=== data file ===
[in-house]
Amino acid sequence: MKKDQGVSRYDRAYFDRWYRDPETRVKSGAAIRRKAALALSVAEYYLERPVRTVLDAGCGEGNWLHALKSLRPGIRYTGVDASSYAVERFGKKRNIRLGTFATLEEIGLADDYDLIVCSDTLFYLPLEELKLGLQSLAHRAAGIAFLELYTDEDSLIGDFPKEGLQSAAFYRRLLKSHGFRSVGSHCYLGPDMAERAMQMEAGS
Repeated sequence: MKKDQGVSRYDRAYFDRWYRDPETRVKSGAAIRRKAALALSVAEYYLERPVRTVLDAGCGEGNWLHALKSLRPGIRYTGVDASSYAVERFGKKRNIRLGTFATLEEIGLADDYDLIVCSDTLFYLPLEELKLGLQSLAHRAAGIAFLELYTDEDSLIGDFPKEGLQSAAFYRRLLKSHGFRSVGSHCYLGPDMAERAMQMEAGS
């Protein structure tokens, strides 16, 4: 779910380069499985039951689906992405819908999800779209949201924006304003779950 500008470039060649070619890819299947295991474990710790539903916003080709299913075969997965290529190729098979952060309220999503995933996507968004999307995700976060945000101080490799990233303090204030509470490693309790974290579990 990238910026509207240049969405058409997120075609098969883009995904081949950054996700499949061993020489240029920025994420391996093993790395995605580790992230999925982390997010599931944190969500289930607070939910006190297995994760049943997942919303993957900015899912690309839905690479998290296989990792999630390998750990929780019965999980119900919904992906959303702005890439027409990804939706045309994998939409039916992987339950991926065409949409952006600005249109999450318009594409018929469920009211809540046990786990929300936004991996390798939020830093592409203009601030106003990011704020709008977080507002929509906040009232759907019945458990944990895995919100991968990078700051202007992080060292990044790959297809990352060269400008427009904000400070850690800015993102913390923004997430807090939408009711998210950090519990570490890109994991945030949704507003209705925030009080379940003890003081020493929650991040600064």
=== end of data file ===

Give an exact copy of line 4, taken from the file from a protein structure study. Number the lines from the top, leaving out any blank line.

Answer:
């Protein structure tokens, strides 16, 4: 779910380069499985039951689906992405819908999800779209949201924006304003779950 500008470039060649070619890819299947295991474990710790539903916003080709299913075969997965290529190729098979952060309220999503995933996507968004999307995700976060945000101080490799990233303090204030509470490693309790974290579990 990238910026509207240049969405058409997120075609098969883009995904081949950054996700499949061993020489240029920025994420391996093993790395995605580790992230999925982390997010599931944190969500289930607070939910006190297995994760049943997942919303993957900015899912690309839905690479998290296989990792999630390998750990929780019965999980119900919904992906959303702005890439027409990804939706045309994998939409039916992987339950991926065409949409952006600005249109999450318009594409018929469920009211809540046990786990929300936004991996390798939020830093592409203009601030106003990011704020709008977080507002929509906040009232759907019945458990944990895995919100991968990078700051202007992080060292990044790959297809990352060269400008427009904000400070850690800015993102913390923004997430807090939408009711998210950090519990570490890109994991945030949704507003209705925030009080379940003890003081020493929650991040600064």